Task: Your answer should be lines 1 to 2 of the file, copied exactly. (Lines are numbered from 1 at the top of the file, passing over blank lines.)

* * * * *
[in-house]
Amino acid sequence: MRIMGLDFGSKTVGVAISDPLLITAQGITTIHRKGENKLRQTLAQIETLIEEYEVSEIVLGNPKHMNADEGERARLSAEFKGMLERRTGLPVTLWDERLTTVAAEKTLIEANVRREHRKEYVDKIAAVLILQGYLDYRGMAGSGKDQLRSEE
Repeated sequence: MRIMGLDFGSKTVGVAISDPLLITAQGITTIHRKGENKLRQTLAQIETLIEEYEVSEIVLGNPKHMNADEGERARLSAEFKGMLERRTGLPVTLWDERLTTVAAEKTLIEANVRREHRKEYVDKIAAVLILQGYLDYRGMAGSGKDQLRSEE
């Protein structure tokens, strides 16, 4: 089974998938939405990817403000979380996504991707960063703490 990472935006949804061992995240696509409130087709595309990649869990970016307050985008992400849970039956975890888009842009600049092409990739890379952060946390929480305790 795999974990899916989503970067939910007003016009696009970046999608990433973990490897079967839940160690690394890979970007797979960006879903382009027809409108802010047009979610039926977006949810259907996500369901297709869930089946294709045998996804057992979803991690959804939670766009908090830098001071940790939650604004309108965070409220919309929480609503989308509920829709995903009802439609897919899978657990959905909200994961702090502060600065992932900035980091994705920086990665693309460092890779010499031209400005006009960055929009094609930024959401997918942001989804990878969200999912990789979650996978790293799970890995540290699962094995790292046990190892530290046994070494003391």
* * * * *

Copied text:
[in-house]
Amino acid sequence: MRIMGLDFGSKTVGVAISDPLLITAQGITTIHRKGENKLRQTLAQIETLIEEYEVSEIVLGNPKHMNADEGERARLSAEFKGMLERRTGLPVTLWDERLTTVAAEKTLIEANVRREHRKEYVDKIAAVLILQGYLDYRGMAGSGKDQLRSEE